Phoenix review, Alpha Zulu: Zut alors, it’s good!

Gang of four: Phoenix are rising to new heights on their seventh album  (Shervin Lainez/2022)
Gang of four: Phoenix are rising to new heights on their seventh album (Shervin Lainez/2022)

“Woo-ha! Singing Ha-lle-lu-jah!” yelps Thomas Mars on the title track of Phoenix’s seventh album, Alpha Zulu. The tensely sprung indie-pop groove was apparently inspired by a bout of airplane turbulence – during which Mars heard the pilot repeating the words “alpha zulu”. And the twitchy-twang of the song brilliantly captures the strange sensation of exhilaration-anxiety you get on a bumpy flight: a stomach-dropper of a bass line, glitchy exhalations from the keyboard, and the sweet thermals of vocal melody. Meanwhile, Mars blurts out surreal and surrendering lines: “Pray to your God/ Cover your lies… There’s a purple cloud in the consommé, ouais!… Why choose your body over time?”

The album – like the song – is packed with an impressive amount of energy and ideas for a band celebrating their 25th anniversary. From the rubbery bounce of Ezra Koenig collaboration “Tonight” through the shimmering pulse of “Winter Solstice”, to the moody swell of “Identical”, all 10 tracks are stacked with hooks, making it as good as their 2009 breakthrough album, Wolfgang Amadeus Phoenix.

Mars says Phoenix were inspired by Talking Heads’ 1983 album Speaking in Tongues but Alpha Zulu reminds me more of their 1979 album Fear of Music, thanks to those edgy, elastic beats, restless melodies and quirky, semi-detached philosophising. Like the Heads at their best, the French quartet love to sprinkle songs with moreish morsels of sonic umami. Each track features just enough offbeat twangs, pings or twisted synth tones to keep things interesting without being cluttered.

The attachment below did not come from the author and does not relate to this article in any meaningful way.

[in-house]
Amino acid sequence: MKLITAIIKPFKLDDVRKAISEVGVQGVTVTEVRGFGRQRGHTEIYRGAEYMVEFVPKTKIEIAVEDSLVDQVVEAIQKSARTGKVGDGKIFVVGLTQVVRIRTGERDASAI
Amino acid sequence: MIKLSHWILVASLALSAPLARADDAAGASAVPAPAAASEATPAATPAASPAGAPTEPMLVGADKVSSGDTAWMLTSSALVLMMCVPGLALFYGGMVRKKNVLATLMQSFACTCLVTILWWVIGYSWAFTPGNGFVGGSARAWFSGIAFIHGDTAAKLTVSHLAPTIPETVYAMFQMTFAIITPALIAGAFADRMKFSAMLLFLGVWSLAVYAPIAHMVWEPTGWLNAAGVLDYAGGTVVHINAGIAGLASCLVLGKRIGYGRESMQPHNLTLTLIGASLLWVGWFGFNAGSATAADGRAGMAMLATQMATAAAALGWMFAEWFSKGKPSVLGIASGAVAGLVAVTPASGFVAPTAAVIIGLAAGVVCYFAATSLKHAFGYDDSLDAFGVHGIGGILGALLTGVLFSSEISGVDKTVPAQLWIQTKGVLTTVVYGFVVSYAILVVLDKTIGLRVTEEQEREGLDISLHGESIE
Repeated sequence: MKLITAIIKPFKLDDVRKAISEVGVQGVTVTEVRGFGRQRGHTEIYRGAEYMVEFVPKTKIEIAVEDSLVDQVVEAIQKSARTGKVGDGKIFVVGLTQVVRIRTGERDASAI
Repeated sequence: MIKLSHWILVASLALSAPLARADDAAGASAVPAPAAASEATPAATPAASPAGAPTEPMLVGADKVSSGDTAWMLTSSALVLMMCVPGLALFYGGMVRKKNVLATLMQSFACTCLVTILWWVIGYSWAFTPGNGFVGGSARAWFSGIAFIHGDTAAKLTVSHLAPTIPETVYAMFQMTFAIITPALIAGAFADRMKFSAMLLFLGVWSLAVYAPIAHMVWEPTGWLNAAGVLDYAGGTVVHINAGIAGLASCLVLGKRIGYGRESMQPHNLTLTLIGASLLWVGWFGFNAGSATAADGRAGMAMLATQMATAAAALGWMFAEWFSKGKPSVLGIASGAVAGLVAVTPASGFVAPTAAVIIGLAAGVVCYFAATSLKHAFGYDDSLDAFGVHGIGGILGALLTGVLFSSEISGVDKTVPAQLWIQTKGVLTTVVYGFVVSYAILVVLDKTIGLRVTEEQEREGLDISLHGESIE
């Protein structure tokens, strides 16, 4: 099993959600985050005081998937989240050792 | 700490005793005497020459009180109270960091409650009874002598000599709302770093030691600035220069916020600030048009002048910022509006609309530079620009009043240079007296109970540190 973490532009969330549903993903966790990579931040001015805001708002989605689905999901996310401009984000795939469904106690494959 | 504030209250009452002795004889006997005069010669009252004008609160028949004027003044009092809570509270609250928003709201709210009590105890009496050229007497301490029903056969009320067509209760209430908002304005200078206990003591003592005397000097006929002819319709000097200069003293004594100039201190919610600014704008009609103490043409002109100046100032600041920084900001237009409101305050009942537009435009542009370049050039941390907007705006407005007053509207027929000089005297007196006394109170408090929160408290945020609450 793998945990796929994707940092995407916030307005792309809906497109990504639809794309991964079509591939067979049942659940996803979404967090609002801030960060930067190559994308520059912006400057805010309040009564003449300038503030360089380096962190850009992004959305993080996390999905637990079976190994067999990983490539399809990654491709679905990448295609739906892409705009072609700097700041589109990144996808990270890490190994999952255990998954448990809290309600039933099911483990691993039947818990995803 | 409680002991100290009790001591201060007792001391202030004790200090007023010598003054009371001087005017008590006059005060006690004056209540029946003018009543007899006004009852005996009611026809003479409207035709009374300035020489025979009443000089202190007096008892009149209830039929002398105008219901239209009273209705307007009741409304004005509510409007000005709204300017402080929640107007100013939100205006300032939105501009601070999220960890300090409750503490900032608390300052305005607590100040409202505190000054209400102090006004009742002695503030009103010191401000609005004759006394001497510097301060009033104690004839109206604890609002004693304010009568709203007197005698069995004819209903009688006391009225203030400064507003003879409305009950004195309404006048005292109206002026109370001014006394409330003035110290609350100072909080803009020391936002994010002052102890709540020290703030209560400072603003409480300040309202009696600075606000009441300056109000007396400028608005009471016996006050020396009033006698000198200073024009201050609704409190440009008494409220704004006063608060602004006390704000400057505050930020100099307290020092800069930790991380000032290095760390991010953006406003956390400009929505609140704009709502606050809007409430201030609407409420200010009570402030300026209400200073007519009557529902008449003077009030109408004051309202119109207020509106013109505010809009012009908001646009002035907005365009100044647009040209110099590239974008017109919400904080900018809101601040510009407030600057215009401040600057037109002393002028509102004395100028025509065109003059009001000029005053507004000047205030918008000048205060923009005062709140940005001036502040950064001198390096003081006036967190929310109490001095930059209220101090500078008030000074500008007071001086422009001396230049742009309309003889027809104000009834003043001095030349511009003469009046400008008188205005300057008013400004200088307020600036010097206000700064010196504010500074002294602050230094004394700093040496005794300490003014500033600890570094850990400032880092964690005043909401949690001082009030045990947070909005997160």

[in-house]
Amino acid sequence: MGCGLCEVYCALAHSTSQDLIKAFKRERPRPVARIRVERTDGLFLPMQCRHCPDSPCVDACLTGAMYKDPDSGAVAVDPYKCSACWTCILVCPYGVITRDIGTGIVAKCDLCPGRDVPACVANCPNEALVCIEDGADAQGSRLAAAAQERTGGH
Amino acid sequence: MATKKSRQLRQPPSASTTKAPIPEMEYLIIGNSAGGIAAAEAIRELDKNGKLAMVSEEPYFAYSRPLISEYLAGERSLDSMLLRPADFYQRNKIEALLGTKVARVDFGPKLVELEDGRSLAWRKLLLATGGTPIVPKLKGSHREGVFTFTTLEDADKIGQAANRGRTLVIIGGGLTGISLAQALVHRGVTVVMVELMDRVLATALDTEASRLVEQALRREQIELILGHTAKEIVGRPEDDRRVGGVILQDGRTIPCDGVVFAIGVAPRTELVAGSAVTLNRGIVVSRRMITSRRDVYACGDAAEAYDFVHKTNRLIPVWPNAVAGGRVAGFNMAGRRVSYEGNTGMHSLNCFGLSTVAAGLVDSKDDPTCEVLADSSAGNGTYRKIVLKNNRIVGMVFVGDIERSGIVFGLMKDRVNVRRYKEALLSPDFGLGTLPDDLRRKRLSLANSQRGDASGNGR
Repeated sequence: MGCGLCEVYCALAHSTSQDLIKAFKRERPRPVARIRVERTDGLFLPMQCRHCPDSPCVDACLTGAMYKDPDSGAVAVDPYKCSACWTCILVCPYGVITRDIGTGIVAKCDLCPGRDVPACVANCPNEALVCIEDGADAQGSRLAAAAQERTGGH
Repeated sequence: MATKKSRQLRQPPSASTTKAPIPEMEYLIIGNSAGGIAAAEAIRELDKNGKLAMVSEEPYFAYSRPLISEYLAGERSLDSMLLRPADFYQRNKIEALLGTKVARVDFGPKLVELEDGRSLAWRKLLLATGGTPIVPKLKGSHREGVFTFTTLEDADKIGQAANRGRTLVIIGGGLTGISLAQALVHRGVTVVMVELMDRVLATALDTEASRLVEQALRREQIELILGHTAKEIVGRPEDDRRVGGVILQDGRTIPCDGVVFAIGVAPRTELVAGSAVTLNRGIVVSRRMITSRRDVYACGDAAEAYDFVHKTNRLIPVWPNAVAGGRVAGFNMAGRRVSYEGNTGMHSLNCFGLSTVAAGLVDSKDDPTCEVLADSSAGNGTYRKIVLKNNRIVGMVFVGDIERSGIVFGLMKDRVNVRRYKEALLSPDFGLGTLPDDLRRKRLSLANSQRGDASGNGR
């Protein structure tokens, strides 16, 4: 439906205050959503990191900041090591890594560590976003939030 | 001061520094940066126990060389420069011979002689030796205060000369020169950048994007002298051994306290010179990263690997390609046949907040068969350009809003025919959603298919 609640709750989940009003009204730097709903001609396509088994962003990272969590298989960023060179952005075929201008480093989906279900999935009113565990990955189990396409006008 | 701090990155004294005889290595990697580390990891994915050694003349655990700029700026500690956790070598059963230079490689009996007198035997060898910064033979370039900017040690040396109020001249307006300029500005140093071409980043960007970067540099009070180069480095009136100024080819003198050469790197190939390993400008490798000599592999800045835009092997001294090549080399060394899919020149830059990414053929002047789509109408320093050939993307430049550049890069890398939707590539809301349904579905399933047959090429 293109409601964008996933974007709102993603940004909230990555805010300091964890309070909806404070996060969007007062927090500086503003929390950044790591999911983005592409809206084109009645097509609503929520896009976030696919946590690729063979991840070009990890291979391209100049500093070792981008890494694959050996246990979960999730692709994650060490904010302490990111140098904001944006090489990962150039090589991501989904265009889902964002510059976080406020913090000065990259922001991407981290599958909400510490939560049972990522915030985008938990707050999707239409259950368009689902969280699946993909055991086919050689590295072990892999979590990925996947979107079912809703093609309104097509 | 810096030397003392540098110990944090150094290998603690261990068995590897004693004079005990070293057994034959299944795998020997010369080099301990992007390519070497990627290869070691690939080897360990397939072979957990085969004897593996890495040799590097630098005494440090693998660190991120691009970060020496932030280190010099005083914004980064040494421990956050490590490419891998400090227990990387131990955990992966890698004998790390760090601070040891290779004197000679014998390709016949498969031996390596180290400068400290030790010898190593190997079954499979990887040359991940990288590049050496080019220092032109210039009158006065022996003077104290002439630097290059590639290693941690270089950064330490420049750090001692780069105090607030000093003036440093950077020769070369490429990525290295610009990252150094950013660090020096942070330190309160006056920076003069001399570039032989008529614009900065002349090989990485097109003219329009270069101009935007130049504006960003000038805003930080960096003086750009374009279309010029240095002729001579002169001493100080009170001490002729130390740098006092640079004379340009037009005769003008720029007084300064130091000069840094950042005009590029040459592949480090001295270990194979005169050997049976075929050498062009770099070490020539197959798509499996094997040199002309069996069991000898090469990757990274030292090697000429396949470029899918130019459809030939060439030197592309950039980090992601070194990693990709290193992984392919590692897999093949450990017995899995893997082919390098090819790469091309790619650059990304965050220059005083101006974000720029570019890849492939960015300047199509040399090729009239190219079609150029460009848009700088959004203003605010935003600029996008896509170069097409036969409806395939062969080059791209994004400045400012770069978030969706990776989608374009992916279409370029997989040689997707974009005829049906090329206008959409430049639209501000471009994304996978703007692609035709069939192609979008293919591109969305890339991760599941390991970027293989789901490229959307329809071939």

It turns out this is a consequence of the pandemic. The band have been close friends since their school days in Versailles, but Covid restrictions meant the New York-based Mars was unable to join his bandmates, who still live in France. They couldn’t write songs over Zoom. But – as guitarist Christian Mazzalai told GQ – when Mars was finally able to meet them in Paris at the beginning of 2021, their combined creativity went “crazy, we almost couldn’t stop”.

They wrote the majority of the album in three weeks. Then they set up a recording studio, Musée des Arts Decoratifs, inside the Louvre while it was still closed. They threw dust sheets over exhibits; ran cables between packing crates. The priceless eclecticism and weird desertion are audible (and made explicit via a Mona Lisa name check and on a song called “Artefact”, accessorised with witty little harpsichord trills). They drafted in Daft Punk’s Thomas Bangalter to help produce – his unsentimental ear for a clean-cut dance pulse is evident.

Mars’s sophisticated stream-of-consciousness lyrics operate in perfect synchronicity with the album’s sound. Melancholy themes of mortality are balanced by a giddy commitment to seizing the dancefloor moment. Over the space invader synth “pows” of “The Only One”, the 46-year-old sings of smoking and yearning to stay “forever young”. On the pretty “Season Two”, he’s moving on with a brisk “Giddy up, I’m bored.” Over the twitchy industrial engines of “All Eyes on Me”, he’s turning the tables: “Didn’t I tell you when? Didn’t I let you win?”

The short, tight album closes with a five-minute version of “Identical”, originally written for the soundtrack of (Mars’s wife) Sofia Coppola’s 2020 film On the Rocks (about a young mother reconnecting with her playboy father). A slower burn than the rest of the material, the song retains its tension by reflecting the different opinions expressed in the film, throwing out thoughts on mistakes, regrets and gratitude. Alpha Zulu? Zut alors, it’s good!